Stateside: New MSU trustee; fresh music from West Michigan; where’d the snow go?
Today on Stateside, we talk to one of the recently-elected members of the Michigan State University Board of Trustees about what changes she wants to see at the university. Plus, new West Michigan music that ranges from folk to psychedelic rock.
Listen to the full show above or find individual segments below.
New MSU trustee talks “desperately needed changes,” presidential search, and survivor healing fund
- This November, voters elected Brianna Scott to the MSU Board of Trustees. Scott, a former assistant prosecutor for Muskegon County, joined Stateside to talk about what she’ll be looking for in MSU's next president, her position on reinstating an assistance fund for survivors of Larry Nassar’s abuse, and her goals as she prepares for her first board meeting.
Where’d the snow go? Meteorologist explains our unusually warm winter.
- Some parts of Michigan’s Upper Peninsula got more than a foot of snow on Monday. Meanwhile, much of the Lower Peninsula is experiencing positively balmy (at least for winter) temperatures and a chance of rain. Jeff Masters is a meteorologist with Weather Underground. He explains where the snow has been this winter, and gives us a weather outlook for the next couple of weeks.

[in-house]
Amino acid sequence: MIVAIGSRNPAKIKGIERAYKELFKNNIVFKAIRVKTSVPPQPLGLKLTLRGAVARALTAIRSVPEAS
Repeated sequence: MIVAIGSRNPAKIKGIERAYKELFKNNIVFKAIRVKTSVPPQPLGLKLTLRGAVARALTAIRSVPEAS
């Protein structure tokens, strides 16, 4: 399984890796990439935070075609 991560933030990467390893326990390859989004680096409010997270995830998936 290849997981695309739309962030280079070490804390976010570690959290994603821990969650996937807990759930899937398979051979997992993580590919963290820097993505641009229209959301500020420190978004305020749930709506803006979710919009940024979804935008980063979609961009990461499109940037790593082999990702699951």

- It’s time for our monthly look at what’s new in West Michigan music. John Sinkevics is editor and publisher of Local Spins. He fills us in on music to keep an eye out for in 2019, including May Erlewine & The Motivations’ new EP In the Night, Justin Wierenga’s first solo album Walking Like He Knows Something, and the Heaters’ latest project.
- Our new series, Creating Connection Michigan, explores the power of art to connect us to ourselves and to each other. In our first installment, we hear from Otis Cornelius and Lynne Clayton at Water Street Glassworks in Benton Harbor.
- The series is produced by Elizabeth Meister and Dan Collison at Long Haul Productions and funded by the Michigan Council for Arts and Cultural Affairs.
- We continue yesterday's conversation with Wayne State University law professor Noah Hall, an environmental law expert who served as a special assistant attorney general in the investigation into the Flint water crisis. Hall spoke with Stateside about accountability for government employees, and why he’s calling for independent oversight of the Michigan Department of Environmental Quality.